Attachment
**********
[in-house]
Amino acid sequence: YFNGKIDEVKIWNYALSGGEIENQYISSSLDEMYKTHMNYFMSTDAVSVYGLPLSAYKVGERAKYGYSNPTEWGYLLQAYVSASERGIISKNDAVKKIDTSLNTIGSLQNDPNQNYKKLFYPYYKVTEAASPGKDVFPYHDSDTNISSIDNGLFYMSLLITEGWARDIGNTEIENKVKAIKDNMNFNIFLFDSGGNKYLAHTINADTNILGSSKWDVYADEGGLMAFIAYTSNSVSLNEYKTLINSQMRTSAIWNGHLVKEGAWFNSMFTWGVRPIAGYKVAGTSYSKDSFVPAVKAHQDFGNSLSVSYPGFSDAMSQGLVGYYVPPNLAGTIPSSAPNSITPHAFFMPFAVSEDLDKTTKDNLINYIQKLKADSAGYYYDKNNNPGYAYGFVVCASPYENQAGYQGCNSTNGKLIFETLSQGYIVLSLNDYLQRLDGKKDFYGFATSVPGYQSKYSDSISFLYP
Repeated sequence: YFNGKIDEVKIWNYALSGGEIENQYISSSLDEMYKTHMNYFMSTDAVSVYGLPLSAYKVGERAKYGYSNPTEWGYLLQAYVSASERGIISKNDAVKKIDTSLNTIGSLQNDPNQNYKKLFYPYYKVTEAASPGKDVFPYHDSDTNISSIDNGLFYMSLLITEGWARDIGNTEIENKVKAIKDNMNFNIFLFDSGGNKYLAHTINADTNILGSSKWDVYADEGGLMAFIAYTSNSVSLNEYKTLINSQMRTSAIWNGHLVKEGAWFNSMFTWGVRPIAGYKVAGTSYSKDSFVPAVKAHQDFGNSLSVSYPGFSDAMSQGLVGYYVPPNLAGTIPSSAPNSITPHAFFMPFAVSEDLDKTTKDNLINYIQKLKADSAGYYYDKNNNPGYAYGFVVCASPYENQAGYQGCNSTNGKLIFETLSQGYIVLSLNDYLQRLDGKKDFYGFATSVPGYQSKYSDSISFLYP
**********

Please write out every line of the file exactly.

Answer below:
[in-house]
Amino acid sequence: YFNGKIDEVKIWNYALSGGEIENQYISSSLDEMYKTHMNYFMSTDAVSVYGLPLSAYKVGERAKYGYSNPTEWGYLLQAYVSASERGIISKNDAVKKIDTSLNTIGSLQNDPNQNYKKLFYPYYKVTEAASPGKDVFPYHDSDTNISSIDNGLFYMSLLITEGWARDIGNTEIENKVKAIKDNMNFNIFLFDSGGNKYLAHTINADTNILGSSKWDVYADEGGLMAFIAYTSNSVSLNEYKTLINSQMRTSAIWNGHLVKEGAWFNSMFTWGVRPIAGYKVAGTSYSKDSFVPAVKAHQDFGNSLSVSYPGFSDAMSQGLVGYYVPPNLAGTIPSSAPNSITPHAFFMPFAVSEDLDKTTKDNLINYIQKLKADSAGYYYDKNNNPGYAYGFVVCASPYENQAGYQGCNSTNGKLIFETLSQGYIVLSLNDYLQRLDGKKDFYGFATSVPGYQSKYSDSISFLYP
Repeated sequence: YFNGKIDEVKIWNYALSGGEIENQYISSSLDEMYKTHMNYFMSTDAVSVYGLPLSAYKVGERAKYGYSNPTEWGYLLQAYVSASERGIISKNDAVKKIDTSLNTIGSLQNDPNQNYKKLFYPYYKVTEAASPGKDVFPYHDSDTNISSIDNGLFYMSLLITEGWARDIGNTEIENKVKAIKDNMNFNIFLFDSGGNKYLAHTINADTNILGSSKWDVYADEGGLMAFIAYTSNSVSLNEYKTLINSQMRTSAIWNGHLVKEGAWFNSMFTWGVRPIAGYKVAGTSYSKDSFVPAVKAHQDFGNSLSVSYPGFSDAMSQGLVGYYVPPNLAGTIPSSAPNSITPHAFFMPFAVSEDLDKTTKDNLINYIQKLKADSAGYYYDKNNNPGYAYGFVVCASPYENQAGYQGCNSTNGKLIFETLSQGYIVLSLNDYLQRLDGKKDFYGFATSVPGYQSKYSDSISFLYP